So I shouldn't jump to the assertion that Catholics like their ancestors serenely buried. Nonetheless, these Bavarian Catholics, even the restless Tilly, deliberately chose public display as a method of veneration. American Indians, indigenous Australians, and ancient Egyptians didn't, and Moorleichen were evidently thrown into bogs in the hopes of concealing them indefinitely. I don't see any compelling reason for poking around in their ribcages or installing them like artworks and charging admission.

One American researcher, faced with Native demands for repatriation of remains, complains that meeting them is "sucking day after day, year after year, out of our careers" (308). To which I can only reply that academic busywork is like that, and usually for far less noble causes. "The scariest aspect of repatriation and reburial is the loss of scientific freedom," complains another archeologist (308). But scarier than being abandoned in a museum drawer for all eternity?

Remember that Jenkins is choosing quotes she feels are most sympathetic to her thesis – one can only imagine how some researchers feel about their deceased subjects when they're not speaking for attribution. Children like mummies, Jenkins offers. But do mummies like being gawked at by children?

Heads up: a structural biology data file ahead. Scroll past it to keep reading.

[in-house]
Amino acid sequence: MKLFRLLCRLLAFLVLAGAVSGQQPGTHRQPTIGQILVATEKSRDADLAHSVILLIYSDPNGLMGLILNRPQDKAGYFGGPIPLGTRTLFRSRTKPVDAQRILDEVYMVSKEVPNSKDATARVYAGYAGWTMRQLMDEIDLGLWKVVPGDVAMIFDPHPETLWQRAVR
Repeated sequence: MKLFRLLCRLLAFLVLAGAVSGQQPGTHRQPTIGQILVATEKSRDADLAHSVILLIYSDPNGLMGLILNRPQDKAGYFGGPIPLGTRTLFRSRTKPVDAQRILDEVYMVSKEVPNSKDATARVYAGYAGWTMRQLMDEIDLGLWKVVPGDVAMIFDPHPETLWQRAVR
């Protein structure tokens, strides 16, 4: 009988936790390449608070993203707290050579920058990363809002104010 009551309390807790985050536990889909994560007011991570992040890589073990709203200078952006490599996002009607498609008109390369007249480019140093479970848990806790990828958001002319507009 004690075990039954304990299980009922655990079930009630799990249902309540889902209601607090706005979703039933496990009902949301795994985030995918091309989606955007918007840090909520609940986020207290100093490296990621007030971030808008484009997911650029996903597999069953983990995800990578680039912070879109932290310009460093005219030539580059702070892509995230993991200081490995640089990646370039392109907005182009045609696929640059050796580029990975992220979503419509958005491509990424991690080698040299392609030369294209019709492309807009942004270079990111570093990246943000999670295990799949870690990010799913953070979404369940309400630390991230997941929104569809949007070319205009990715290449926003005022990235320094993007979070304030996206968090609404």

It really does seem to come down to treating people as research material rather than as people. Jenkins blithely begins one paragraph "In Britain, where there are no indigenous communities …" (317). This would be news to Cheddar Man and his descendants; but even if you don't want to go that far back, what about the mute inglorious Miltons in so many country churchyards? We could get a lot of data out of them. If early-modern Englishmen are not "indigenous" enough for museum study and display, maybe ancient Indians shouldn't be, either.

Jenkins, Tiffany. Keeping Their Marbles: How the treasures of the past ended up in museums … and why they should stay there. Oxford: Oxford University Press, 2016.